Aggie fans brace for game against bitter rival New Mexico


Cassidy Kuester

Senate Election Packets are now available in the ASNMSU offices and online.

The Battle of Interstate 25- the rivalry between the football program of the University of New Mexico and New Mexico State University—will come alive once again on Saturday, marking the 109th meeting between the state’s only two Division I programs.  

The very first Aggie vs. Lobo football game was played on New Year’s Day of 1894—eighteen years before New Mexico would become a state.

The Lobos captured the first victory at home. Some of NMSU’s first graduates, then under the name of New Mexico College of Agriculture and Mechanic Arts, played on the very first team.  

NMSU is holding the current winning streak with two wins in 2016 and 2017. However, UNM holds the overall lead in rivalry with a record of 70-33-5. NMSU’s largest winning streak is four games between the years of 1965-1968, while UNM’s largest streak is eighteen years from 1938-1958. 

Las Cruces native and NMSU junior Joseph Fullbright explains the importance of the rivalry with UNM and why it shines more than the one with NMSU’s Interstate-10 neighbor, the University of Texas – El Paso. 

“[It] means so much more than UTEP. The fact that we are battling for state bragging rights really pushes it to the top. Beating them in football here at home two years ago was one of the best moments of my college experience so far. 

“I think the reason it is so intense, to me at least, are from the Lobo fans. They always come down here in large numbers and try to take over our home venues. Not to mention, they’re sometimes not the nicest people—so when we win, it makes it even sweeter,” Fullbright said. 

“You always want to win this game,” NMSU head coach Doug Martin said at the weekly press conference ahead of the UNM game, who mentioned that the program is very proud of to have defeated UNM the past two years.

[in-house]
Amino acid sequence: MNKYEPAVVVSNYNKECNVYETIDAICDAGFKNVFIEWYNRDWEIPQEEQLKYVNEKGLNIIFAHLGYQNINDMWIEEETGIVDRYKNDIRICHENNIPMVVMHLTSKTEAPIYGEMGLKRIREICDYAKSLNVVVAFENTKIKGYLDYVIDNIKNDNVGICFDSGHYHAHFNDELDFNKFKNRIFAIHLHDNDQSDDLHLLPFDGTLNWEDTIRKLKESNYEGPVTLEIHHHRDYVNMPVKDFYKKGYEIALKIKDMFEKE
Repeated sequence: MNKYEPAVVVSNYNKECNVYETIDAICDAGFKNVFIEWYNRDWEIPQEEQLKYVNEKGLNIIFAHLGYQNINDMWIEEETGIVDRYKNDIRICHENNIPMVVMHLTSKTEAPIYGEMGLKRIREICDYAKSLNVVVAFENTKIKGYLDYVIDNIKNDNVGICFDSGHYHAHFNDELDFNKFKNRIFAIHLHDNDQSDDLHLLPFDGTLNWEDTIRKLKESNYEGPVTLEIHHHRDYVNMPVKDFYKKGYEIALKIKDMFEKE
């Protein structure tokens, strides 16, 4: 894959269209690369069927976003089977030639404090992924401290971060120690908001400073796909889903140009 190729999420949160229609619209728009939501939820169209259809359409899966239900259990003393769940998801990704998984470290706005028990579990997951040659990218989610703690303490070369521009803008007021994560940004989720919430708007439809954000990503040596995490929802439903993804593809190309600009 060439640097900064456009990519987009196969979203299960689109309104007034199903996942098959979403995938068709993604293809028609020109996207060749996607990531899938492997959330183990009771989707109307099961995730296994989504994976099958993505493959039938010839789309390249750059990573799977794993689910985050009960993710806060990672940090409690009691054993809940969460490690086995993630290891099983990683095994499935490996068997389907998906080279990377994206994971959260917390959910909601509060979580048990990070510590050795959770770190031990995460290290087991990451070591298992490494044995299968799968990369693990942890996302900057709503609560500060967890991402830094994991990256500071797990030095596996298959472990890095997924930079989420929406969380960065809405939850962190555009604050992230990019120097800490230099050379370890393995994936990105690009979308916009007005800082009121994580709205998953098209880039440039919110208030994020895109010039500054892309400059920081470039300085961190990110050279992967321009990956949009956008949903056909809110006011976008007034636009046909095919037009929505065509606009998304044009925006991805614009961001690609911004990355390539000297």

“For our fans, this is the biggest game of the year. I don’t care what state it’s in—these are always the funnest games that you play in, coach in—You get those bragging rights for a year.”  

Both schools host their own bonfires during the week of the game—UNM’s is the Red Rally and NMSU’s is the Burning of the Lobo.  

NMSU’s Burning of the Lobo always takes place in a vacant lot near Aggie Memorial Stadium. Students along with the NMSU Band and Cheerleading team gather around a large-scale replica of a lobo and watch it burn to the ground. 

The Red Rally involves UNM students gathering on Johnson Field to burn a twenty-five-foot Aggie at the stake. The event was even featured in Sports Illustrated’s “102 Things You Have To Do Before You Graduate” at #55 for college events.  

On the day of the game, there is always a tailgate which gives an opportunity for students, alumni, and all other  fans—Aggies or Lobos—to come together before the competition begins. 

Even though the meeting of the two universities—which are the largest ones in New Mexico enrollment-wise—typically revolves around a rivalry, it is also a way of the bringing the state altogether in one day until the next game the next year.  

Stephen Chacon, a recent NMSU graduate, is most excited to see the game from a different perspective. 

“This is going to be my first year going to the tailgate and game as an alumnus. It definitely brings a different feeling this year. Excitement of course, but also some nostalgia. I think the tailgate allows for a place where both students and alumni of both UNM and NMSU can come together, have fun, and show how much pride we have in our respected schools,” Chacon said. “This is always the most anticipated game on the schedule and rightfully so, it really brings the community of Las Cruces together and makes for a fun weekend.” 

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